Cultic Studies Journal, 1985, Volume 2, Number 2, page 316.A Hypothetical Example
Imagine that you are in a student-packed college auditorium, listening to a Christian evangelist – I’ll call him Ben Myear - who is representing the League of International Evangelism Specialists (L.I.E.S.). His aim is to persuade you to confess Jesus Christ as the Savior and Lord of your life. Suppose that, with one notable exception, all of the evidence, reasoning and motivational appeals he uses are valid and well within ethical propriety. But at one point in his evangelistic speech, Ben Myear knowingly uses a set of false statistics to support his claim that more college students are choosing to follow Christ than actually is the case.
To promote analysis of the ethics of this persuasive situation, consider these issues: If the university audience society at large, or evangelicals in particular views Ben Myear's evangelistic mandate as worthwhile, does the worth of his persuasive end justify his use of false statistics as a means to help achieve that end? Does the fact that he knowingly chose to use false statistics make a difference in your evaluation? If he used the false statistics out of ignorance, or out of failure to check his sources, how would that alter your ethical judgment? Should Ben Myear be judged as an unethical person, as an unethical speaker, or as one who, in this instance relied on a specific unethical technique or misguided zeal?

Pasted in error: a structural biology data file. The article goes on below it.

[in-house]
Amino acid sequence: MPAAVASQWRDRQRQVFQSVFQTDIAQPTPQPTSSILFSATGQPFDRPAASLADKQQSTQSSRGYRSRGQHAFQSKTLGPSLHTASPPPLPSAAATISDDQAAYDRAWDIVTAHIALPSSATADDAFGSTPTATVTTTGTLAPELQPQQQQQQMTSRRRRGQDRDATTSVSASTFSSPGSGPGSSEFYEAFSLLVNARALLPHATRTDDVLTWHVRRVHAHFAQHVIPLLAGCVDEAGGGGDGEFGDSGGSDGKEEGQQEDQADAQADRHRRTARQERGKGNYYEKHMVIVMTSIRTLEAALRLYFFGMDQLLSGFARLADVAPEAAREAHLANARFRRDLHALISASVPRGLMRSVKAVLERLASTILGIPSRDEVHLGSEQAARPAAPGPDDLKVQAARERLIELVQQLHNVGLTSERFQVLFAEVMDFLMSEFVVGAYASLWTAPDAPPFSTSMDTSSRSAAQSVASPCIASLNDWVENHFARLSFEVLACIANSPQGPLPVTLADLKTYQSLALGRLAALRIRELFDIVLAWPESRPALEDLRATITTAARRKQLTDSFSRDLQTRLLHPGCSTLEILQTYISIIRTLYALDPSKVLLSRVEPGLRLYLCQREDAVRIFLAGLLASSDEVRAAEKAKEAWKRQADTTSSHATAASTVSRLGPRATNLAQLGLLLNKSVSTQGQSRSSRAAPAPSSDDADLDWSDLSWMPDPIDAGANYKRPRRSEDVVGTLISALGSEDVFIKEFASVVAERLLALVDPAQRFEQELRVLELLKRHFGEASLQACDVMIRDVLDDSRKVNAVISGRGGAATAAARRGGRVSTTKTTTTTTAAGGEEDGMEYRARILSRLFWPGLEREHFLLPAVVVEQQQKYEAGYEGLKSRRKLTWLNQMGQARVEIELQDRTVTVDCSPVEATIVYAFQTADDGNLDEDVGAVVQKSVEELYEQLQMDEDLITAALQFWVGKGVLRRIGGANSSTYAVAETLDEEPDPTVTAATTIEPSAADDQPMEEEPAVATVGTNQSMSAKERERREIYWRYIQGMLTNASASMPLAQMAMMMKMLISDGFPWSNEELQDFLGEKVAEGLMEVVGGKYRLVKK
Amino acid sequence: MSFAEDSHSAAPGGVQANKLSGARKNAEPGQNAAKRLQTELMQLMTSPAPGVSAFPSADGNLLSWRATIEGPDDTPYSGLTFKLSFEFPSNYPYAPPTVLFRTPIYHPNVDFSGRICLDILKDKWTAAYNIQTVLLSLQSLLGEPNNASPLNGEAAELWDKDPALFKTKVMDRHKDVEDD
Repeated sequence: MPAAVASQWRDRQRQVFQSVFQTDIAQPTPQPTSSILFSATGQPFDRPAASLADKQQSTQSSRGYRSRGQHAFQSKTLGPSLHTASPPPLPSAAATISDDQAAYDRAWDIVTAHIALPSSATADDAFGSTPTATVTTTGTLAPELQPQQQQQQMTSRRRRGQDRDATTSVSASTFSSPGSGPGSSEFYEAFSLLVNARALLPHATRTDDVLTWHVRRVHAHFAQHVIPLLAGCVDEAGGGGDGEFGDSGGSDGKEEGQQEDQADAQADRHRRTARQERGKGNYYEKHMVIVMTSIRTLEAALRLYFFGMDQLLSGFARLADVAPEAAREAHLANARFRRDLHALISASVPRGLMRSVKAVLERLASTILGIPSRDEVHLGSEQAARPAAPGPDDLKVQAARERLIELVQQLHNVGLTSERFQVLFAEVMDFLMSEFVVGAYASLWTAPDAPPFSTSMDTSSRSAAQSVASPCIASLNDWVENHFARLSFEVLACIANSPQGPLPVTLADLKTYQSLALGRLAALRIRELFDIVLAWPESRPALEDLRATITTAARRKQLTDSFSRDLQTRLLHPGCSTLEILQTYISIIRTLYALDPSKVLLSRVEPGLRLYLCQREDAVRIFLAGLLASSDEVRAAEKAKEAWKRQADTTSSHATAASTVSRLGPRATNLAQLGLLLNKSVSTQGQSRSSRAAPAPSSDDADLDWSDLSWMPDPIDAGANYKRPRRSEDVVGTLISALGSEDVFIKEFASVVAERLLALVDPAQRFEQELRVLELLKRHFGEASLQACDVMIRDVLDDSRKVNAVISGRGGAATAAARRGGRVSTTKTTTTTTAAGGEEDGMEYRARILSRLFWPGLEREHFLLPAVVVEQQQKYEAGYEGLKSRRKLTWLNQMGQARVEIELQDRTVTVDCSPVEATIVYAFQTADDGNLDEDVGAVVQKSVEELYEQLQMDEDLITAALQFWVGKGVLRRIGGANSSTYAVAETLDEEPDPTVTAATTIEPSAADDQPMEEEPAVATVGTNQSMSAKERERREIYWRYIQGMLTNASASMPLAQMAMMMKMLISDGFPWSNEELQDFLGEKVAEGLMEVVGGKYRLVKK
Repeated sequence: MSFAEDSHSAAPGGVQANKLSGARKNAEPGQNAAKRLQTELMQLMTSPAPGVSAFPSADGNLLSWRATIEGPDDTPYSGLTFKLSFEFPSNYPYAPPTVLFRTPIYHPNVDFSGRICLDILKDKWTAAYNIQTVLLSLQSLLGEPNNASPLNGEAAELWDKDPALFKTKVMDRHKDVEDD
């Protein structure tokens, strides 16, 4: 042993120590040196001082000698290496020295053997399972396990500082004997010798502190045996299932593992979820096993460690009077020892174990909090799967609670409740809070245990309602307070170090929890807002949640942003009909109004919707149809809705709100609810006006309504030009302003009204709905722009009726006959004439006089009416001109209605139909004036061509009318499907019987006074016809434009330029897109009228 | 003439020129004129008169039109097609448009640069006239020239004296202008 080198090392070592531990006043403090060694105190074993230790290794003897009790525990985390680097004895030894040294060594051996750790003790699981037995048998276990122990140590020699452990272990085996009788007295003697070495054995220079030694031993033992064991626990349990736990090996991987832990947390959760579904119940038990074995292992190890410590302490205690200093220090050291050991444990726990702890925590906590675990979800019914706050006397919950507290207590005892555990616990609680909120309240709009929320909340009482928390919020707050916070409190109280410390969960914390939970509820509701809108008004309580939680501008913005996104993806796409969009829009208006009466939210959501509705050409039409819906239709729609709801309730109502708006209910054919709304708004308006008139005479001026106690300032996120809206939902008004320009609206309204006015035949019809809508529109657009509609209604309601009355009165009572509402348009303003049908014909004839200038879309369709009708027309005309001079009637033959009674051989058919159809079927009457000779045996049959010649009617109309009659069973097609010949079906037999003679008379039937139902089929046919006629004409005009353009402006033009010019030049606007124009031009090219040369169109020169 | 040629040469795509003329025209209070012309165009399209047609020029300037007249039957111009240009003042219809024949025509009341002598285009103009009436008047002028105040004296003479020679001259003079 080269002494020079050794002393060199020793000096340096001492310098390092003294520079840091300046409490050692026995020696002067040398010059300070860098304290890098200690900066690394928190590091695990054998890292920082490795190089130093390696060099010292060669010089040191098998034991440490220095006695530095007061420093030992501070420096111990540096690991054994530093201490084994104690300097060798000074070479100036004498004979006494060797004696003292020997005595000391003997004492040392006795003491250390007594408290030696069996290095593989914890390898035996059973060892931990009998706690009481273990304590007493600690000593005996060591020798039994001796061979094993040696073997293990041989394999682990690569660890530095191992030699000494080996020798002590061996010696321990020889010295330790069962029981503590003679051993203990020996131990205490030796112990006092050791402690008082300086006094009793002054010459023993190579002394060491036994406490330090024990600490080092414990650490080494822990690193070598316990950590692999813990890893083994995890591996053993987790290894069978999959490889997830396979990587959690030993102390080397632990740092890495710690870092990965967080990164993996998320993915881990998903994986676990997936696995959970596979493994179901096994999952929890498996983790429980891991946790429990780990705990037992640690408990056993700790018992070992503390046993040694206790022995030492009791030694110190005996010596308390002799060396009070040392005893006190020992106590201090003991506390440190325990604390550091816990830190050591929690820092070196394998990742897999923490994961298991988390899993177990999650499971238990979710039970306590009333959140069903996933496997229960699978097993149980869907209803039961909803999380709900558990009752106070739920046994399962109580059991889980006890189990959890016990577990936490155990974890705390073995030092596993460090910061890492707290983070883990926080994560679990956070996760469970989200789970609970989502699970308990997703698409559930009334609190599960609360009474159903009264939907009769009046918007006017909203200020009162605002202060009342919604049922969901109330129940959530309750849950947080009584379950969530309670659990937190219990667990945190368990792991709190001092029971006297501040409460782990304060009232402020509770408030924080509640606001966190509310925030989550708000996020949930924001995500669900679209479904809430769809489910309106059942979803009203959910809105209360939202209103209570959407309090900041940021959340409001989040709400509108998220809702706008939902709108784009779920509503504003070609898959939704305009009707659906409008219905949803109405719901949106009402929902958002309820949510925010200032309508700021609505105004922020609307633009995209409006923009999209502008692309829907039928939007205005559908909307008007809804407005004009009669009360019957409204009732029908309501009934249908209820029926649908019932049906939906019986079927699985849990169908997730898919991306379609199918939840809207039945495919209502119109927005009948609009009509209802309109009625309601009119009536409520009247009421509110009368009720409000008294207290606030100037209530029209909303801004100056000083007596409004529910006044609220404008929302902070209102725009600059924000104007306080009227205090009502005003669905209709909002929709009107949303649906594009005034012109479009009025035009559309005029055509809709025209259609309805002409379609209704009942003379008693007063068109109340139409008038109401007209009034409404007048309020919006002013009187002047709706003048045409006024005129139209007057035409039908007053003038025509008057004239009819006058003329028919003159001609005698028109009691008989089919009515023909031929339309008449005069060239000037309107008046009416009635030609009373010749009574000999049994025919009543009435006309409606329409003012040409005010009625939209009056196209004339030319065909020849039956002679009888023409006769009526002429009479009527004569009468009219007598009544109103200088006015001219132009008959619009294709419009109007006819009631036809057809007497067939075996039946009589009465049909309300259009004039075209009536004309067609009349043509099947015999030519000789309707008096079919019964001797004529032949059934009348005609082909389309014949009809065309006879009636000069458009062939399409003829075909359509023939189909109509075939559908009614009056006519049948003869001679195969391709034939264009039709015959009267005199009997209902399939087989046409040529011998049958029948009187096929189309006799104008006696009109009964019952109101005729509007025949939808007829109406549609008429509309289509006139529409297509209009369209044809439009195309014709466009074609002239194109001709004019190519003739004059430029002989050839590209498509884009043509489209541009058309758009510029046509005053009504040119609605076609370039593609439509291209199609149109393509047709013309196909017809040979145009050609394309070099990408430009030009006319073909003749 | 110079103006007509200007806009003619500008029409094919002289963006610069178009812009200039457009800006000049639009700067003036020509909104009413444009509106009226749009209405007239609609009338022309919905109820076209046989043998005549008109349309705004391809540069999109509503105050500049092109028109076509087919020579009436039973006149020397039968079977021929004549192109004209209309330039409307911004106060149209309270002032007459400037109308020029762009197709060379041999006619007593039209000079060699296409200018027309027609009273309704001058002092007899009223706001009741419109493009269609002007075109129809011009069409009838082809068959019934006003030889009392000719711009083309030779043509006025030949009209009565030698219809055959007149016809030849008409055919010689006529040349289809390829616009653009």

Consider carefully the standards you would employ to make your ethical judgment. Are they purely pragmatic? “That is, should Ben Myear avoid false statistics because he might get caught? And if he does get caught, his credibility as an evangelism specialist is weakened with this and future audiences. Furthermore, his getting caught might weaken the credibility of other representatives from the League of International Evangelism Specialists.
Should Ben Myear's communication ethics be criticized because he violated some agreement of trust and honesty implicit between you and him? Your expectations concerning his honesty, accuracy, and the relevance of the information be, as an evangelism specialist, chooses to present are probably markedly different from your expectations of the stereotypical used car dealer. You might not expect a representative of such a Christian organization to use questionable techniques, and thus you would be especially vulnerable.
What other ethical criteria might be appropriate for analyzing this hypothetical instance? How might Ben Myear's intentional use of false statistics be evaluated according to the standards associated with utilitarian, legal, or situational perspectives? For example, should his intentional use of false statistics be considered unethical because you are thus denied accurate and relevant information you need to make an intelligent decision for or against Jesus Christ?